The Cost Of Virtue Signaling Is Getting High — And Leading Directly To A Social Credit System

The Cost Of Virtue Signaling Is Getting High — And Leading Directly To A Social Credit System

'Black out your square' on Instagram? That was last year. 'Get your injection' on Instagram and then your vaccine papers? That's the new thing.
Christopher Bedford
By

The cost of virtue signaling over the past five years has grown exponentially, from the painless task of planting anti-Trump signs in your yard all the way to turning your family members over to authorities, masking little kids playing outdoors, subjecting the young to racist re-education, and even injecting teenagers with a novel vaccine of which the long-term effects are completely unknown.

While the pressure to conform is older even than mankind, and often comes with good reason, its most recent and illiberal iterations harken back to dark times in our history and in world history. The cost of signaling virtue is once again getting higher and higher — and more and more targeted at you and me. Worse yet, ominous signs point toward to digitalization and eventual enforcement of this new value system.

The goals of the main drivers of this new morality have been in open sight from the start; many (but not all) of us simply weren’t looking hard enough. “Find the racist!” they yelled, and a lot of right-thinking people agreed. “Find the insurrectionist!” they screamed and a few more eyebrows went up, but the logic behind arresting rioters seems sound enough on its face. After all, you’re not a violent insurrectionist, are you?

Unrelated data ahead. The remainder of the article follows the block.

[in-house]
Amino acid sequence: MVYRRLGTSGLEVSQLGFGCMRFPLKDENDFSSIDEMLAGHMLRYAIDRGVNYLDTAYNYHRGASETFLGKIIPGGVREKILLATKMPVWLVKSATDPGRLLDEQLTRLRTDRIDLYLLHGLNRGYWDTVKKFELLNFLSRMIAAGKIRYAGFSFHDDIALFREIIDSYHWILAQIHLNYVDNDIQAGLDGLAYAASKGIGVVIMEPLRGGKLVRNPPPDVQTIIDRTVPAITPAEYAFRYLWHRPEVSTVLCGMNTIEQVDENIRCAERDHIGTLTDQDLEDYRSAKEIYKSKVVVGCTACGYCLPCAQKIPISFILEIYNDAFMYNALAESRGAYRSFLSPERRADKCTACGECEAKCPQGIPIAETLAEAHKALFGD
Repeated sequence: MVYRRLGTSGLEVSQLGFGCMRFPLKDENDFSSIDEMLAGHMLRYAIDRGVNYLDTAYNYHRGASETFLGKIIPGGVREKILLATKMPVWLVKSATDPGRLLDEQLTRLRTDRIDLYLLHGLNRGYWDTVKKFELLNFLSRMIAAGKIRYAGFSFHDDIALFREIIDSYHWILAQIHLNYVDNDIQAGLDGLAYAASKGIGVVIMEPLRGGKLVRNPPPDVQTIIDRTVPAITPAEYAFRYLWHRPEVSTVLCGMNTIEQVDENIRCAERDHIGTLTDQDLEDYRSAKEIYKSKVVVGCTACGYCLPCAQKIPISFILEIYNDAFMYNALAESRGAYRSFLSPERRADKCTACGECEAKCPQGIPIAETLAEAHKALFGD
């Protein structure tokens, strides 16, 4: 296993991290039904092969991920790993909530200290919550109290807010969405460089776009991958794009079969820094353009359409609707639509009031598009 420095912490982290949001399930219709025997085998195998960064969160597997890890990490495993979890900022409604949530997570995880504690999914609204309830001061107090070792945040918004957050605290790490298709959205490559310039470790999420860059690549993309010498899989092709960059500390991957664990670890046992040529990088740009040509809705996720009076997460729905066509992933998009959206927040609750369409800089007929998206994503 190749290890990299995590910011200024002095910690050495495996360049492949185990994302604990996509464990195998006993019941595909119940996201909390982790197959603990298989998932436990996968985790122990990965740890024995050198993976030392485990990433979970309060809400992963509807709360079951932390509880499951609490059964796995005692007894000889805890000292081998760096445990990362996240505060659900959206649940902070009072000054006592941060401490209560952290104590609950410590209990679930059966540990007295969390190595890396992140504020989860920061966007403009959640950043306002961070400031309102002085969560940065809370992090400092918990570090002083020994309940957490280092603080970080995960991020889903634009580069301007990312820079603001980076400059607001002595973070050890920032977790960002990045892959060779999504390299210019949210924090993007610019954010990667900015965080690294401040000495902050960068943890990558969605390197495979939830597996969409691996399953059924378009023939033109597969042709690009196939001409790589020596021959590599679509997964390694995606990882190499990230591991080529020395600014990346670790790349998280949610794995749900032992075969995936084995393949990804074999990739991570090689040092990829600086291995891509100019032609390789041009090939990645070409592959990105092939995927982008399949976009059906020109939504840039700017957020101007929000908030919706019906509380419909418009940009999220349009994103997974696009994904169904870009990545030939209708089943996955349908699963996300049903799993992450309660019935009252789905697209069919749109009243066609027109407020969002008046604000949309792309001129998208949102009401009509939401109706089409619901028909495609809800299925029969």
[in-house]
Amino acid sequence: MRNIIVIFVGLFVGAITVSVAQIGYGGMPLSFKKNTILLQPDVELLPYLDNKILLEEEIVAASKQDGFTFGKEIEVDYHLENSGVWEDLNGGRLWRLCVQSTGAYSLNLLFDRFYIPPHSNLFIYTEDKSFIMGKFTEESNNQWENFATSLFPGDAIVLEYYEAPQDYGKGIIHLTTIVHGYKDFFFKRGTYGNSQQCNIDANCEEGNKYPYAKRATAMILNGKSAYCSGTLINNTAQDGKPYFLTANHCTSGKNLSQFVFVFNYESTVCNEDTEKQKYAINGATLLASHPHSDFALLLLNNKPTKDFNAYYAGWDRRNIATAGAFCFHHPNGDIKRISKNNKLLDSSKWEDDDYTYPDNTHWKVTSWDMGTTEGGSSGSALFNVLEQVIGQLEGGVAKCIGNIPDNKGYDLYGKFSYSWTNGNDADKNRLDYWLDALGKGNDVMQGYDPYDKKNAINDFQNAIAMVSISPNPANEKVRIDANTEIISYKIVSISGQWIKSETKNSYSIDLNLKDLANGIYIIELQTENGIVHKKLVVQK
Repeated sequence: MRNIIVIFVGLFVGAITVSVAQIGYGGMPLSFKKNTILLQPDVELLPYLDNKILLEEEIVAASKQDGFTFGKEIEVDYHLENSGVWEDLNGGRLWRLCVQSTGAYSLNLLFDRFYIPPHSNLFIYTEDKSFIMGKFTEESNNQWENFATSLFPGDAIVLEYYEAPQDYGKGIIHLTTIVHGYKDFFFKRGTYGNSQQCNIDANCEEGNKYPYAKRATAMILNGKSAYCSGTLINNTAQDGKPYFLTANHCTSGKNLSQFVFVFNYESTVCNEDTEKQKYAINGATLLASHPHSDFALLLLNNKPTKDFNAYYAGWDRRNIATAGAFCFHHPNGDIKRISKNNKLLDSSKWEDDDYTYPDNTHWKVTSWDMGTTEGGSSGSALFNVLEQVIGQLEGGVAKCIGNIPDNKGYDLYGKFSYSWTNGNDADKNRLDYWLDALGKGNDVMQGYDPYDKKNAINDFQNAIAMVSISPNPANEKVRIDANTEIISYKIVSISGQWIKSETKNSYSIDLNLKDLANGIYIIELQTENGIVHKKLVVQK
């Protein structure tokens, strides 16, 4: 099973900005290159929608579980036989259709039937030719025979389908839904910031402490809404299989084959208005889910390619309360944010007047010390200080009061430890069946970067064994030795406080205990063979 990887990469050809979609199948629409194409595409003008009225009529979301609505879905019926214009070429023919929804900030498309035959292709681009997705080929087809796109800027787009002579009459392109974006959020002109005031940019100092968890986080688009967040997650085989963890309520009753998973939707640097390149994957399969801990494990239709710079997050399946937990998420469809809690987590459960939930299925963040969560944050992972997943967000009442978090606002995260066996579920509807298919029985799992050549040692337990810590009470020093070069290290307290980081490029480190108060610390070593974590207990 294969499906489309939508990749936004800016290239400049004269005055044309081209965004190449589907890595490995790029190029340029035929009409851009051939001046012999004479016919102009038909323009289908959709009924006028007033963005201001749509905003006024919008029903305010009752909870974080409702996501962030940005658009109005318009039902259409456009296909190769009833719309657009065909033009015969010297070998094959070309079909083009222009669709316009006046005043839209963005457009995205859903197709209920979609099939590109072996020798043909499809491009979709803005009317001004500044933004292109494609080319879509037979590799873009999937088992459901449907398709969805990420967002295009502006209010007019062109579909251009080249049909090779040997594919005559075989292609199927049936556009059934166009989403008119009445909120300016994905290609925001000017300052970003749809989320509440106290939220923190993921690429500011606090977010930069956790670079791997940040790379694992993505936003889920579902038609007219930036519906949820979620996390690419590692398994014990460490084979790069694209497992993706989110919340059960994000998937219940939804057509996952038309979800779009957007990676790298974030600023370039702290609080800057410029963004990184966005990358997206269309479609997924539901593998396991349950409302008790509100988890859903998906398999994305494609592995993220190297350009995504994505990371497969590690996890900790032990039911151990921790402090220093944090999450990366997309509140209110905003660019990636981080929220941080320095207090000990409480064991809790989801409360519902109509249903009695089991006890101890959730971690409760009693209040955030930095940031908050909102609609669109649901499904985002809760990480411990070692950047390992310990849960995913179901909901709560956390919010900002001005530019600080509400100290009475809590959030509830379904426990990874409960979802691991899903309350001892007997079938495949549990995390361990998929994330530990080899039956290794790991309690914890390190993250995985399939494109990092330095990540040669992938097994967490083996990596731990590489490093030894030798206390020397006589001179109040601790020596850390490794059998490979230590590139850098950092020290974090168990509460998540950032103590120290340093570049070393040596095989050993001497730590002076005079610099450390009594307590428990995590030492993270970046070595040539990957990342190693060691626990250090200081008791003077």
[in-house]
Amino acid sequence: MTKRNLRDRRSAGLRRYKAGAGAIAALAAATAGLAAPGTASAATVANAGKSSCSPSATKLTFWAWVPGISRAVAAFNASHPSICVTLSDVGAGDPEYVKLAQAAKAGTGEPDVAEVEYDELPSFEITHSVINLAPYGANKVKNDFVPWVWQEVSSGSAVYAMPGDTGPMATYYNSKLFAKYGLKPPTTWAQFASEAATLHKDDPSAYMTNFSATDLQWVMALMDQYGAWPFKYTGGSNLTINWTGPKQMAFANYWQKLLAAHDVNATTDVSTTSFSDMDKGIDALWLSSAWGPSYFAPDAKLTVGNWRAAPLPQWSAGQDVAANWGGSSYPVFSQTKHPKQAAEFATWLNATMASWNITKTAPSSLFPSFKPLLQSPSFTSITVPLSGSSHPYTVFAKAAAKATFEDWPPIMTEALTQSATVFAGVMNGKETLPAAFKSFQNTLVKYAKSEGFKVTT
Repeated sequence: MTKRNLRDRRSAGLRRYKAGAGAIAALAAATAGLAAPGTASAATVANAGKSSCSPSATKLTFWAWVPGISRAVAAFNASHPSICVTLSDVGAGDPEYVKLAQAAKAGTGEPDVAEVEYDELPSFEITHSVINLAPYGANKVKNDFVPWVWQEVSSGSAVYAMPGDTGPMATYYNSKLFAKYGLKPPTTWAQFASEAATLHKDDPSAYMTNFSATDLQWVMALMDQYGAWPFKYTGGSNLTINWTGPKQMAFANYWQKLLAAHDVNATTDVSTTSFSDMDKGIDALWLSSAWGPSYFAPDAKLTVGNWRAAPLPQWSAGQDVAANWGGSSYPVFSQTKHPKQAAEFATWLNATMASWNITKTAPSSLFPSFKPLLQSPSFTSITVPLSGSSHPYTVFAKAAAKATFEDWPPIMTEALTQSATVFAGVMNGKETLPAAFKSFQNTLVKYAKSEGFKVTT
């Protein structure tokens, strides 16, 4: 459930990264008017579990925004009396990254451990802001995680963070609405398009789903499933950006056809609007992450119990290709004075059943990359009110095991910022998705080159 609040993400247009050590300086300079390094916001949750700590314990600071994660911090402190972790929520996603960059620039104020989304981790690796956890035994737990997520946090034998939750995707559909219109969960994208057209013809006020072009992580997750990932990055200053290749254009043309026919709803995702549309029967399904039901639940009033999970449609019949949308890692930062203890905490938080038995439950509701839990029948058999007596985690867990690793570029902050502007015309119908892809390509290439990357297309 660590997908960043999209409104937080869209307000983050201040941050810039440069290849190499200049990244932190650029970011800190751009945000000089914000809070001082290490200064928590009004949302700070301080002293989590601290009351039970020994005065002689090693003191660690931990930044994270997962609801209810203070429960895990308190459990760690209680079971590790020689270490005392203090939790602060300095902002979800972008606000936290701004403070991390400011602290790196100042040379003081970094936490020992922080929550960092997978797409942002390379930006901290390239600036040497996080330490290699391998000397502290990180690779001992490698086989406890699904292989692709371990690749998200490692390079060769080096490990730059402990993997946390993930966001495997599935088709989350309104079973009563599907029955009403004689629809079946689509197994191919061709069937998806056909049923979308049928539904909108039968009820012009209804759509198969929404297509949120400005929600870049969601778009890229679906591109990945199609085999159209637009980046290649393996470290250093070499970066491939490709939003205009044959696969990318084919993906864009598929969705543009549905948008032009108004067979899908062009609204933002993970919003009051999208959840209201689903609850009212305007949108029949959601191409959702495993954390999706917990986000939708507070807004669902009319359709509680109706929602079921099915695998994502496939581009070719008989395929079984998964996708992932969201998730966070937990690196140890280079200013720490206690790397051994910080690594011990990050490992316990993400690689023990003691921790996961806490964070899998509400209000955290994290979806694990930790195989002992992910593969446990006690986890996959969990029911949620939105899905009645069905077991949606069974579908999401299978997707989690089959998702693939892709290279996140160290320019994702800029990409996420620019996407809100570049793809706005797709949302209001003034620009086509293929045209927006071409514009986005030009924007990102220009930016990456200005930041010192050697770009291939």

But just like how those yard signs proclaiming “all welcome” really meant “conservatives not welcome,” the hunt for racists and insurrectionists isn’t just a hunt for those who are explicitly named on the wanted posters. We’re going well beyond that. And all of us are expected to take part in this hunt or we are on the wrong side of history (a very bad place to be indeed).

Years ago, it seemed funny to a lot of us: the sort of ignorance required to shriek about the murderous white hood or swastika while wearing the murderous hammer and sickle. But while many of us mocked how foolish and ignorant this unintentional irony seemed, a lot of those folks in the red T-shirts meant exactly what they said. The joke, it turns out, was on the rest of us. The Nazi, the Klansman, and the racist — from the very beginning, you see, they meant you and me.

Take the riot at the Capitol, which resulted in frightened lawmakers, destruction of property, and one woman killed by police, and compare it with the race riots that killed dozens and burned out multiple cities and towns across the country the year before. One was called “an insurrection,” with the full weight of the FBI brought down on every suspected participant as they were tracked, turned in by their dating apps, neighbors and even children, and thrown into solitary confinement. The other? That was called a civil rights movement, and its radical, openly racist cause is now taught to children across the United States.